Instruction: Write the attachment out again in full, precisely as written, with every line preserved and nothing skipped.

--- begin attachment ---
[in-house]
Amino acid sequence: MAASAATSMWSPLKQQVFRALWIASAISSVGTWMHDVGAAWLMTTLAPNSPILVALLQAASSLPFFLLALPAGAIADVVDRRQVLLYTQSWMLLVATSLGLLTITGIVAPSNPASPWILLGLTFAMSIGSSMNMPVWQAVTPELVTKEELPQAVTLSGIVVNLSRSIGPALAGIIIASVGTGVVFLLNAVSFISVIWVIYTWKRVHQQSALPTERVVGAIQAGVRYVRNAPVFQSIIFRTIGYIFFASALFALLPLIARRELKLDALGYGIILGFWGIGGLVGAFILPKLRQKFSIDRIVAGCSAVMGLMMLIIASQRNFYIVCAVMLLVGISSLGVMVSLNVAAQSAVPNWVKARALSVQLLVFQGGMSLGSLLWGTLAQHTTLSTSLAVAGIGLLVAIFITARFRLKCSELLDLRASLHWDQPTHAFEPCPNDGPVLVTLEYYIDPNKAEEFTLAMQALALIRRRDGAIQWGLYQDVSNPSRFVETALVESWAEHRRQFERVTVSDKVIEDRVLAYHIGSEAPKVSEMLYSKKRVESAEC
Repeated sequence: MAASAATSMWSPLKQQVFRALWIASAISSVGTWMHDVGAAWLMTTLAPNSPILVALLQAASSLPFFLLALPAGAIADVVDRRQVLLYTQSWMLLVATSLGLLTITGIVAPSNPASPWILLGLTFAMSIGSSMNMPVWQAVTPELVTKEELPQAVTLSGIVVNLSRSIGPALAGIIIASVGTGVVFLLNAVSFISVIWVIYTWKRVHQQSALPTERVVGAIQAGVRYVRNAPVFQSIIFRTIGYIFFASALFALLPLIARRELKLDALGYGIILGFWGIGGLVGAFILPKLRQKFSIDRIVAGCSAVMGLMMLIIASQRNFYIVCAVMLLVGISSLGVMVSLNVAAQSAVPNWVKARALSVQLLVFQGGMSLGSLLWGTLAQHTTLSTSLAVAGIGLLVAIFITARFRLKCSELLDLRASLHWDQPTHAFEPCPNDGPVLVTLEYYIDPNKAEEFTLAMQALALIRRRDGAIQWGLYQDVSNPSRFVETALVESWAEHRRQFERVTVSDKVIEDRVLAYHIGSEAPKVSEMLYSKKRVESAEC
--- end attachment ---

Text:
[in-house]
Amino acid sequence: MAASAATSMWSPLKQQVFRALWIASAISSVGTWMHDVGAAWLMTTLAPNSPILVALLQAASSLPFFLLALPAGAIADVVDRRQVLLYTQSWMLLVATSLGLLTITGIVAPSNPASPWILLGLTFAMSIGSSMNMPVWQAVTPELVTKEELPQAVTLSGIVVNLSRSIGPALAGIIIASVGTGVVFLLNAVSFISVIWVIYTWKRVHQQSALPTERVVGAIQAGVRYVRNAPVFQSIIFRTIGYIFFASALFALLPLIARRELKLDALGYGIILGFWGIGGLVGAFILPKLRQKFSIDRIVAGCSAVMGLMMLIIASQRNFYIVCAVMLLVGISSLGVMVSLNVAAQSAVPNWVKARALSVQLLVFQGGMSLGSLLWGTLAQHTTLSTSLAVAGIGLLVAIFITARFRLKCSELLDLRASLHWDQPTHAFEPCPNDGPVLVTLEYYIDPNKAEEFTLAMQALALIRRRDGAIQWGLYQDVSNPSRFVETALVESWAEHRRQFERVTVSDKVIEDRVLAYHIGSEAPKVSEMLYSKKRVESAEC
Repeated sequence: MAASAATSMWSPLKQQVFRALWIASAISSVGTWMHDVGAAWLMTTLAPNSPILVALLQAASSLPFFLLALPAGAIADVVDRRQVLLYTQSWMLLVATSLGLLTITGIVAPSNPASPWILLGLTFAMSIGSSMNMPVWQAVTPELVTKEELPQAVTLSGIVVNLSRSIGPALAGIIIASVGTGVVFLLNAVSFISVIWVIYTWKRVHQQSALPTERVVGAIQAGVRYVRNAPVFQSIIFRTIGYIFFASALFALLPLIARRELKLDALGYGIILGFWGIGGLVGAFILPKLRQKFSIDRIVAGCSAVMGLMMLIIASQRNFYIVCAVMLLVGISSLGVMVSLNVAAQSAVPNWVKARALSVQLLVFQGGMSLGSLLWGTLAQHTTLSTSLAVAGIGLLVAIFITARFRLKCSELLDLRASLHWDQPTHAFEPCPNDGPVLVTLEYYIDPNKAEEFTLAMQALALIRRRDGAIQWGLYQDVSNPSRFVETALVESWAEHRRQFERVTVSDKVIEDRVLAYHIGSEAPKVSEMLYSKKRVESAEC